I think that it would be dangerous to set such an academic precident. While I don't really care about Eric Bledsoe's grade in one math class, we must remember that the NCAA oversee's more than just the football and men's basketball programs at BCS schools. Even though the NCAA makes all of their money off of future pro basketball players, their commercials are true when athletes say that "nearly all of us will go pro in something other than sports." For the other 95% of NCAA athletes who don't play basketball or football, it is necessary to impose higher standards at the beginning to ensure that they are capable of legitimately succeeding in a 4-year college environment. I have a hard time believing that a kid who graduates high school with a D average and low SAT scores could legitimately succeed immediately at the college level without prep school or JUCO first. The NCAA can't write its rulebook to simply cater to the several hundred athletes drafted into a major pro league every year at the expense of the thousands who utilize their talents simply to gain an opportunity at an education.

If this were simply about high major basketball, I would probably agree, but it's not. BTW, even if the schools were allowed to police themselves, Memphis would still be in a position where it rightfully should have declared Derrick Rose ineligible since a valid SAT or ACT score is a requirement for all Memphis applicants, according to its admissions site.



Since: Sep 4, 2006
Posted on: September 23, 2010 3:22 pm
 

NCAA should get out of the eligibility business

Maybe I'm old fashioned, but I think student athletes should be students. I know that's not the way some schools run their programs and I know that's not the way the jaded media believe basketball should be. I think what the NCAA is doing now is perfectly fine. They need to hire more people so they can better scan and enforce it, but having a minimum requirement for playing is a great idea. Same reason why there are age limits and other eligibility restrictions. You can't trust schools to do the right thing themselves. If there were no eligibility standards some schools would go out and find kids who have never graduated highschool and suit them up or go find  some 30 year old man to play amongst college kids. Schools can't be trusted that's why we can't put guidelines like this in their hands. 

I acknowledge that schools bend their admissions standards to allow athletes in. but they do so within reason. I used the schools i used because those are the ones mentioned in the article. The issue is that all schools should have to obey at least a minimum standard to keep the playing field level.

I see 0 reason to remove the minimum standards and allow anyone to do whatever they want. Sure it'd be less work for the NCAA, but that's their job it's what schools want them to do. I don't think you'd see any schools in favor of this.  Maybe where ever Cal's coaching at a given time.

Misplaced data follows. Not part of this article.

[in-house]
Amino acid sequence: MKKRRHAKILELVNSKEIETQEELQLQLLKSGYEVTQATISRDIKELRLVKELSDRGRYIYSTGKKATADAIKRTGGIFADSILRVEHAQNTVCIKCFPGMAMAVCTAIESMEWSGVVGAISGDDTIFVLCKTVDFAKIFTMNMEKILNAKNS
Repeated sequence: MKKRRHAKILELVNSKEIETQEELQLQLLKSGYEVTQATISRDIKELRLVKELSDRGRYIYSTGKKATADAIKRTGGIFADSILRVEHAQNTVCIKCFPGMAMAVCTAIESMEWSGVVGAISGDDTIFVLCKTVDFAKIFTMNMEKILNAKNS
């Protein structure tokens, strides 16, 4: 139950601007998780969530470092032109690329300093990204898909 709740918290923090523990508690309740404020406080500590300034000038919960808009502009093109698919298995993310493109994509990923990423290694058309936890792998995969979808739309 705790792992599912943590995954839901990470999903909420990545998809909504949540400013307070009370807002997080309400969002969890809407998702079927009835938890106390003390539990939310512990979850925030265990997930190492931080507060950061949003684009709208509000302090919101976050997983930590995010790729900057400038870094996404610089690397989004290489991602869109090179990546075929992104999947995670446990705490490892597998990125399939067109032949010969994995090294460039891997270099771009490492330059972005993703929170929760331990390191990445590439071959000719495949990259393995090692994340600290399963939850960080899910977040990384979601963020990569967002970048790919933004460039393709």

Since: Mar 23, 2007
Posted on: September 23, 2010 2:03 pm
 

NCAA should get out of the eligibility business

"This is a terrible idea. It would unfairly force good academic schools like Stanford and Duke to decide between compromising academics and compromising athletics."

Wow, that's funny.  No one who knows anything about Dook basketball would think that Dook has standards that are higher than anyone else's.  The Dook Chronicle, I think it is called (the student newspaper) ran a series of articles a few years ago about how Dook lets in anyboby who can ball.  I think they let in one blue-chip recruit whose SAT was an 850 (back when the perfect score was a 1600).  You have to try on purpose to score that poorly on the SAT. 

There was also a study by the Chronicle of Higher Education comparing the entering male athlete SAT scores for a bunch of D-I schools, and Kentucky's average bball athlete SAT score, for instance, was higher than Dook's for the years in question.   

You have fallen for the same "Dook's dookie doesn't stink" fallacy for which most of the national media has fallen. 





Since: Mar 27, 2007
Posted on: September 23, 2010 12:41 pm
 

NCAA should get out of the eligibility business

It would unfairly force good academic schools like Stanford and Duke to decide between compromising academics and compromising athletics.
What are you talkiing about?!  It doesn't force them to do anything.  Schools like Standford and Duke already lower their academic standards for athletes, the NCAA doesn't force them to do it.  They choose to "compromise academics" by getting the best basketball players.  Schools like Harvard choose not to lower their academic standards for athletes, therefore they don't have a powerhouse basketball or football program.